What Massachusetts' Romneycare Can Teach Us About Obamacare (Hint: It Saves Lives, Big Time)
It's been a big few months for Obamacare. Following a much-mocked, botched rollout effort throughout late 2013, which saw just six people able to enroll for insurance through Healthcare.gov the day of its launch, things are looking considerably rosier for President Obama's signature achievement. Particularly since Obamacare finally managed, in late and dramatic fashion, to surpass its target figure of six million enrollees, which many conservatives insisted would never happen. And many ways, Obamacare looks a great deal like its biggest political predecessor — the Massachusetts health care reform law signed by then-Governor Mitt Romney in 2006. Or: Romneycare.
While Obamacare could remain a political liability in the 2014 midterms, the actual health of the law is starting to look pretty robust. And looking ahead, we can make decent guesses about its livelihood using the almost decade-old Massachusetts model. Here are three things Romneycare can teach us about Obamacare...
1. Expanding Health Insurance Access Seems To Help People Live Longer
A new study released in the Annals of Internal Medicine has found a correlation between the implementation of Romneycare, and a reduction in the rate of deaths in Massachusetts — which is a satisfying headline for longtime proponents of Romneycare and Obamacare alike.
It suggests, in short, that expanding insurance access can help save lives. And that's exactly what Obamacare does, by offering a dynamite deal for state-level Medicaid expansion. Originally, the law allowed the federal government to withhold Medicaid funds if states refused to expand, functionally forcing them to accept. But within the same Supreme Court ruling that dramatically saw the law's constitutionality upheld, that ability was struck down, meaning that states more or less have a yes-or-no option on their hands.
It should be a no-brainer, frankly. Until 2017, the federal government covers the entire cost of the expansion, and will still cover a whopping 90 percent of all expansion costs from 2020 onward. It's a fantastic deal, which is sadly being turned down in Republican-led states that sorely need it — Mississippi, for example, which despite having the lowest life expectancy in the U.S. had Medicaid expansion blocked by their state legislature.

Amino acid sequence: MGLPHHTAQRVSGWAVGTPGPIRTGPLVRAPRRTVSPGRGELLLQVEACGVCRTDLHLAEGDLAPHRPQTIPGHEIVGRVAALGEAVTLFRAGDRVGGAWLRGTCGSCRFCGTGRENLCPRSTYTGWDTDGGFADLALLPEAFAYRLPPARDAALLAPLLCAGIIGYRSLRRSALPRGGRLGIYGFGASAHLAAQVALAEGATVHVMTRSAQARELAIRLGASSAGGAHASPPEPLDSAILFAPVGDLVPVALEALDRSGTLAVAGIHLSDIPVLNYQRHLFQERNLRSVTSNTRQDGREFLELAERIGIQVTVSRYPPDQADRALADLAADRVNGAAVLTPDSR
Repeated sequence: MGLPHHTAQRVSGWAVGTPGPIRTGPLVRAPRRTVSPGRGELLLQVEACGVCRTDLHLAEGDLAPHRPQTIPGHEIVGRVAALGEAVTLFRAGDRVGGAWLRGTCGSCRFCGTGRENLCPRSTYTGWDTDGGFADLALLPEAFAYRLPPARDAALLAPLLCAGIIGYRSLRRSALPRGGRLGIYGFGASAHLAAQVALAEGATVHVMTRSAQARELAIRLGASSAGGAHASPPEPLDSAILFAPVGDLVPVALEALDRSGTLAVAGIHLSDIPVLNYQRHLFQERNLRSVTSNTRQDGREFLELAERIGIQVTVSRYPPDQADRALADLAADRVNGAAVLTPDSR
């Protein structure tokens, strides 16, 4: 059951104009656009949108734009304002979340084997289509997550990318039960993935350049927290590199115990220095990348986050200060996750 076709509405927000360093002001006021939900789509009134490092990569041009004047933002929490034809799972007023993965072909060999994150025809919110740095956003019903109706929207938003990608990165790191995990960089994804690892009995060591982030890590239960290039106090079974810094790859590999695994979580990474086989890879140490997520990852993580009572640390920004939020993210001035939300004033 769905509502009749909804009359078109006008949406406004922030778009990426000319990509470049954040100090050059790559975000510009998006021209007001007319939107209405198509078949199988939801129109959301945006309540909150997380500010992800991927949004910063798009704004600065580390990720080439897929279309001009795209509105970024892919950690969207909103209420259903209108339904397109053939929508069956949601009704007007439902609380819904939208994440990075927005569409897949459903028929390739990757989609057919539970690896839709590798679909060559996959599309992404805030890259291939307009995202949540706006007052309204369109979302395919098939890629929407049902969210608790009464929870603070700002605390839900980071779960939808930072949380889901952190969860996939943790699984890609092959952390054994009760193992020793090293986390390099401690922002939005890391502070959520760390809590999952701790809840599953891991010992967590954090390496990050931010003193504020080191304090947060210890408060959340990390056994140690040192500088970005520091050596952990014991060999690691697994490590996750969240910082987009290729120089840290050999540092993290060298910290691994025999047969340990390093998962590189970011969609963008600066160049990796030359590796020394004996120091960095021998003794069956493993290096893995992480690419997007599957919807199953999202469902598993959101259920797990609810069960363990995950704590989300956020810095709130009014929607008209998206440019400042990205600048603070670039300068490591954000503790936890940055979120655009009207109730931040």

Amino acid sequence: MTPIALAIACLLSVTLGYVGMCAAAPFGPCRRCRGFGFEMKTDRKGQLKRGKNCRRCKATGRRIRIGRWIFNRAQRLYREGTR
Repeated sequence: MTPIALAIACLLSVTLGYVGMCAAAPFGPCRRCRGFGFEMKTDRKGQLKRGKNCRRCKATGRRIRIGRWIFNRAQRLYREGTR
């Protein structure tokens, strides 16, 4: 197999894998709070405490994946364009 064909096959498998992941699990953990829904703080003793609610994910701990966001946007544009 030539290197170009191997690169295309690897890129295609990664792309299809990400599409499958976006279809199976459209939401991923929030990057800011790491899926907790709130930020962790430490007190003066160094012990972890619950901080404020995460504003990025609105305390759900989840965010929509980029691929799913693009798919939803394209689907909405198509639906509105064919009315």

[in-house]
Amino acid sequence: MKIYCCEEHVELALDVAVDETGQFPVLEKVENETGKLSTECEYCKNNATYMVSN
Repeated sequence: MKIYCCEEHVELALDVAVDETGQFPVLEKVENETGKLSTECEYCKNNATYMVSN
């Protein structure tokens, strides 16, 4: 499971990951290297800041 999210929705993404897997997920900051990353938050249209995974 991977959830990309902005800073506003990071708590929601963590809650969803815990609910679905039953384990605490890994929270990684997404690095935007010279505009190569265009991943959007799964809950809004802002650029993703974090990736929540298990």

2. Even Republicans Can Expand Contraception Access — But Democrats Do It Better
One of the much-discussed aspects of Obamacare, which especially gets conservative tongues wagging in disapproval — its mandate for offering contraceptive coverage through employer-based insurance plans. Just as so many of the nuts and bolts of national health care reform are shared with its state-level predecessor in Romneycare, improving women's access to contraception is no exception.
Then-Governor Romney didn't have to embrace the contraception issue head-on with his version, to be clear — Massachusetts' contraceptive mandate actually predates Romneycare, thanks to a 2002 law requiring its coverage as though it were any other prescription drug. But regardless, expanding access to health insurance broadens the number of people who can reap the reward of that mandate.
At the federal level, Obamacare's contraception mandate is under varying forms of attack, principally via a recent religious freedom suit brought before the Supreme Court by the Hobby Lobby company. But even that case represents a tragic yet narrow slice of Christian-run companies standing in objection — for the vast majority of employers, birth control is now covered and paid for.
3. Enrollment Figures Tend To Be Sluggish At The Start, But Pick Up Steam As Fees Approach
It was cited by the White House all the way back in October of 2013, amid the much-mocked, botched rollout of Healthcare.gov and a deeply unimpressive first month of enrollment — don't freak out if things take a while to get off the ground, because they might. (And they did.)
The White House tried to tamp down immediate expectations, and maintain a sense of calm about the overall trajectory of the law, by pointing to the woeful early enrollment figures for Romneycare — in its first month, a paltry 123 people signed up. But in the final month prior to the uninsured having to pay a fee for breaching the Romney-backed individual mandate, 20 percent of the year's total enrollees, some 36,000 people, signed up.
The lesson? Don't expect people to really feel the heat from a deadline until it's creeping up on them. And don't assume that an abysmal first month or so necessarily spells doom for a landmark policy — enrollment figures at the start of May now show over eight million Americans are signed up.